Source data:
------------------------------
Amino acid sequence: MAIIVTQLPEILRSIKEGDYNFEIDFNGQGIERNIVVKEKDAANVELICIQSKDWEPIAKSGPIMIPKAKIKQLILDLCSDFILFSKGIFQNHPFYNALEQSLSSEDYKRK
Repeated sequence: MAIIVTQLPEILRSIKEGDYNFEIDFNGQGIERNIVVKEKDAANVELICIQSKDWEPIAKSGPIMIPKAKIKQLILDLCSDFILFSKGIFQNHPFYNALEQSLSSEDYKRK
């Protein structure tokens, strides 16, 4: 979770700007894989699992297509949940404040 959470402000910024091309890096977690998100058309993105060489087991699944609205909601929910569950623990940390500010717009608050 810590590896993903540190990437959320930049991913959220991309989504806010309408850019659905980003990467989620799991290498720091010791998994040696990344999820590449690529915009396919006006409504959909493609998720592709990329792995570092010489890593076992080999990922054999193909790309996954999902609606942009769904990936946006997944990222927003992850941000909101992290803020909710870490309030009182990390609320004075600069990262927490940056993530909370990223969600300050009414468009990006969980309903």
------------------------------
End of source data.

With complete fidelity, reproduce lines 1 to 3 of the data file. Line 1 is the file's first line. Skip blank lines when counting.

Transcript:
Amino acid sequence: MAIIVTQLPEILRSIKEGDYNFEIDFNGQGIERNIVVKEKDAANVELICIQSKDWEPIAKSGPIMIPKAKIKQLILDLCSDFILFSKGIFQNHPFYNALEQSLSSEDYKRK
Repeated sequence: MAIIVTQLPEILRSIKEGDYNFEIDFNGQGIERNIVVKEKDAANVELICIQSKDWEPIAKSGPIMIPKAKIKQLILDLCSDFILFSKGIFQNHPFYNALEQSLSSEDYKRK
């Protein structure tokens, strides 16, 4: 979770700007894989699992297509949940404040 959470402000910024091309890096977690998100058309993105060489087991699944609205909601929910569950623990940390500010717009608050 810590590896993903540190990437959320930049991913959220991309989504806010309408850019659905980003990467989620799991290498720091010791998994040696990344999820590449690529915009396919006006409504959909493609998720592709990329792995570092010489890593076992080999990922054999193909790309996954999902609606942009769904990936946006997944990222927003992850941000909101992290803020909710870490309030009182990390609320004075600069990262927490940056993530909370990223969600300050009414468009990006969980309903």